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Data from: Abiotic stress does not magnify the deleterious effects of spontaneous mutations


Andrew, Jacob R. et al. (2015), Data from: Abiotic stress does not magnify the deleterious effects of spontaneous mutations, Dryad, Dataset,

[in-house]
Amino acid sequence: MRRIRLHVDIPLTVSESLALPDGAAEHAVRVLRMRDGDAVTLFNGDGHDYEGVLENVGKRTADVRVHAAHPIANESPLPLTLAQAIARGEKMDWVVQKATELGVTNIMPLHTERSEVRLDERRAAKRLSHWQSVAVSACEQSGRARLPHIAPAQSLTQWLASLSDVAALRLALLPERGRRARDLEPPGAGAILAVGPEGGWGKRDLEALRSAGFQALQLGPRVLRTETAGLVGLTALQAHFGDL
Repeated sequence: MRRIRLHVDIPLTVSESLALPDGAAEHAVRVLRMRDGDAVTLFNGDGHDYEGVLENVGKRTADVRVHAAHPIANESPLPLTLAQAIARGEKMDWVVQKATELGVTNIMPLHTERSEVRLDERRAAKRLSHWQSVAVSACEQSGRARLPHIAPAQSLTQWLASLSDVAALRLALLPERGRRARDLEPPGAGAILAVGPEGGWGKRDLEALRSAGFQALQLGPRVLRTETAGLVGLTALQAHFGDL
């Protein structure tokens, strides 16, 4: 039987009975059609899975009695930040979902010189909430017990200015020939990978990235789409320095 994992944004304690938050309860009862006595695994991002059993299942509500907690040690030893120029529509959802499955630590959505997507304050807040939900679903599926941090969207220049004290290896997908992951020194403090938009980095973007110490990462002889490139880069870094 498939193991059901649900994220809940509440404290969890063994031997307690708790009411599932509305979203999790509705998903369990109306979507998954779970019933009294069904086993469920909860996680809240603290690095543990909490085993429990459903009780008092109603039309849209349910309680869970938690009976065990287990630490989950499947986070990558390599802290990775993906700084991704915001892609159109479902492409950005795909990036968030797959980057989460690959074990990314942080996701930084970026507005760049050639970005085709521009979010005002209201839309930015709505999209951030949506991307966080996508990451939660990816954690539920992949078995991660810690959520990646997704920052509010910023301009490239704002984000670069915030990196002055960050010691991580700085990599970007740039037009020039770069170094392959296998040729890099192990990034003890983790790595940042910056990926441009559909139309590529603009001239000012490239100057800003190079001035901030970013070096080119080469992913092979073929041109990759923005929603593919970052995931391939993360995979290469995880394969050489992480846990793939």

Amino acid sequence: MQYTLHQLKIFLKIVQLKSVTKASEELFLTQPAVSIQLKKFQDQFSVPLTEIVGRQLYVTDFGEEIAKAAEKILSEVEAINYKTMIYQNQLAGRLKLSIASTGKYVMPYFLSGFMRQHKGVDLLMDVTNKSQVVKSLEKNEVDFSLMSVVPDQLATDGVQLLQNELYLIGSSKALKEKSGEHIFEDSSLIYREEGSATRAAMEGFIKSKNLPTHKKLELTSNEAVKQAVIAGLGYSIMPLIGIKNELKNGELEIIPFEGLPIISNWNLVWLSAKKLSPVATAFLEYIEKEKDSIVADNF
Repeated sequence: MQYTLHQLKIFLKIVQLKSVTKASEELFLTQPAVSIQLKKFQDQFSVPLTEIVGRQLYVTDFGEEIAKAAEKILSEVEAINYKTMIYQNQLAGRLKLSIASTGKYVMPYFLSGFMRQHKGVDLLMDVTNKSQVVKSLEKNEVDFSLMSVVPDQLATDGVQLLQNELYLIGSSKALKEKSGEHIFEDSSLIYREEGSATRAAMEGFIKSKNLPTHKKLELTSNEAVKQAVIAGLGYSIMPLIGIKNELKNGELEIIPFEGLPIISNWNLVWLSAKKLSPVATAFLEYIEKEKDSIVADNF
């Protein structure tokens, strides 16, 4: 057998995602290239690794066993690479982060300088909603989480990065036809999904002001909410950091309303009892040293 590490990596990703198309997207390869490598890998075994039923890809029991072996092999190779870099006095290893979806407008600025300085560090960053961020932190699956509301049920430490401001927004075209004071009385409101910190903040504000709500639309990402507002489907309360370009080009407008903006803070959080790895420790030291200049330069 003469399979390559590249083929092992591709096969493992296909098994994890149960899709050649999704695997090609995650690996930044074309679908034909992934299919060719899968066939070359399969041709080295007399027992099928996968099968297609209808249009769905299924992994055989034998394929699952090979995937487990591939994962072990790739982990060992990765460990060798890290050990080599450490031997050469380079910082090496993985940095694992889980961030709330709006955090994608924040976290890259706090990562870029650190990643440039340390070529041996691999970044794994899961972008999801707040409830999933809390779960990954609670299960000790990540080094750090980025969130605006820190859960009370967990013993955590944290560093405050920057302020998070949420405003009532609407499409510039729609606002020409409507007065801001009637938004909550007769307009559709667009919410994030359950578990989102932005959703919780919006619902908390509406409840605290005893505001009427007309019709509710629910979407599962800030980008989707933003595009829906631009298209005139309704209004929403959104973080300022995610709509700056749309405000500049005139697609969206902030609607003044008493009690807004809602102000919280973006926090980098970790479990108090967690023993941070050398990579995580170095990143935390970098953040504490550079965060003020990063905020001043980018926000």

Although the effects of deleterious alleles often are predicted to be greater in stressful environments, there is no theoretical basis for this prediction and the empirical evidence is mixed. Here we characterized the effects of three types of abiotic stress (thermal, oxidative and hyperosmotic) on two sets of nematode (Caenorhabditis elegans) mutation accumulation (MA) lines that differ by threefold in fitness. We compared the survival and egg-to-adult viability between environments (benign and stressful) and between fitness categories (high-fitness MA, low-fitness MA). If the environment and mutation load have synergistic effects on trait means, then the difference between the high and low-fitness MA lines should be larger in stressful environments. Although the stress treatments consistently decreased survival and/or viability, we did not detect significant interactions between fitness categories and environment types. In contrast, we did find consistent evidence for synergistic effects on (micro)environmental variation. The lack of signal in trait means likely reflects the very low starting fitness of some low-fitness MA lines, the potential for cross-stress responses and the context dependence of mutational effects. In addition, the large increases in the environmental variance in the stressful environments may have masked small changes in trait means. These results do not provide evidence for synergism between mutation and stress.

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